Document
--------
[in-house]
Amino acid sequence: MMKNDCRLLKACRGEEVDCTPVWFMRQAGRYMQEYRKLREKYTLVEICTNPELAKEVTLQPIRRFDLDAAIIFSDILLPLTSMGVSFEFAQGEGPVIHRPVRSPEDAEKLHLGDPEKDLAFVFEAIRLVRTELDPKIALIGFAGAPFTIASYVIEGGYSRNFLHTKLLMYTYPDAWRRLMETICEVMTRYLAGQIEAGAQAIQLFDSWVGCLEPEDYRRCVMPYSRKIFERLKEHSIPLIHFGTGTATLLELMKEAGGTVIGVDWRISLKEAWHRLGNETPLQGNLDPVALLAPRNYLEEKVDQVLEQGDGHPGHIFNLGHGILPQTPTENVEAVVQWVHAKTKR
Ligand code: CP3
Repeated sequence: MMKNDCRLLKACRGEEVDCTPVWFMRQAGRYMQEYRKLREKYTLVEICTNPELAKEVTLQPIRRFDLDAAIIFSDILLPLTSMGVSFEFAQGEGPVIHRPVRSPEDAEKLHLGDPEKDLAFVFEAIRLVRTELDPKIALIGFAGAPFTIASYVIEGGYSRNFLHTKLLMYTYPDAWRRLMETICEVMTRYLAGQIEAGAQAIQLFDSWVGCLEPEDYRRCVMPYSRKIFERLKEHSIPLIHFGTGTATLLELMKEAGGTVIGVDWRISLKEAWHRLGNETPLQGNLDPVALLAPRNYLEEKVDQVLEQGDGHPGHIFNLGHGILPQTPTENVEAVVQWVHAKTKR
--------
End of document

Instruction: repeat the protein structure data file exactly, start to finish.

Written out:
[in-house]
Amino acid sequence: MMKNDCRLLKACRGEEVDCTPVWFMRQAGRYMQEYRKLREKYTLVEICTNPELAKEVTLQPIRRFDLDAAIIFSDILLPLTSMGVSFEFAQGEGPVIHRPVRSPEDAEKLHLGDPEKDLAFVFEAIRLVRTELDPKIALIGFAGAPFTIASYVIEGGYSRNFLHTKLLMYTYPDAWRRLMETICEVMTRYLAGQIEAGAQAIQLFDSWVGCLEPEDYRRCVMPYSRKIFERLKEHSIPLIHFGTGTATLLELMKEAGGTVIGVDWRISLKEAWHRLGNETPLQGNLDPVALLAPRNYLEEKVDQVLEQGDGHPGHIFNLGHGILPQTPTENVEAVVQWVHAKTKR
Ligand code: CP3
Repeated sequence: MMKNDCRLLKACRGEEVDCTPVWFMRQAGRYMQEYRKLREKYTLVEICTNPELAKEVTLQPIRRFDLDAAIIFSDILLPLTSMGVSFEFAQGEGPVIHRPVRSPEDAEKLHLGDPEKDLAFVFEAIRLVRTELDPKIALIGFAGAPFTIASYVIEGGYSRNFLHTKLLMYTYPDAWRRLMETICEVMTRYLAGQIEAGAQAIQLFDSWVGCLEPEDYRRCVMPYSRKIFERLKEHSIPLIHFGTGTATLLELMKEAGGTVIGVDWRISLKEAWHRLGNETPLQGNLDPVALLAPRNYLEEKVDQVLEQGDGHPGHIFNLGHGILPQTPTENVEAVVQWVHAKTKR